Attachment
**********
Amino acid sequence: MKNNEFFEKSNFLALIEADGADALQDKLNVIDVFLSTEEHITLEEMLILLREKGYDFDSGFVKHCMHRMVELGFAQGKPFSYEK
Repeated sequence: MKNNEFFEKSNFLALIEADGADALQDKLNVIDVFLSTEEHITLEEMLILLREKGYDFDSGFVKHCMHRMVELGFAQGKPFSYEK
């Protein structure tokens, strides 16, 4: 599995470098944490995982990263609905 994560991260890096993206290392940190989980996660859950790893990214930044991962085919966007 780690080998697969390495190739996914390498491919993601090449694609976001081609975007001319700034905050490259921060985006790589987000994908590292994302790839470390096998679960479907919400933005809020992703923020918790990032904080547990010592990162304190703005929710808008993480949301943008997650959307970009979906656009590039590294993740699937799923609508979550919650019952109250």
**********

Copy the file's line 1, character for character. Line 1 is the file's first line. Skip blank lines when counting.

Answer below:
Amino acid sequence: MKNNEFFEKSNFLALIEADGADALQDKLNVIDVFLSTEEHITLEEMLILLREKGYDFDSGFVKHCMHRMVELGFAQGKPFSYEK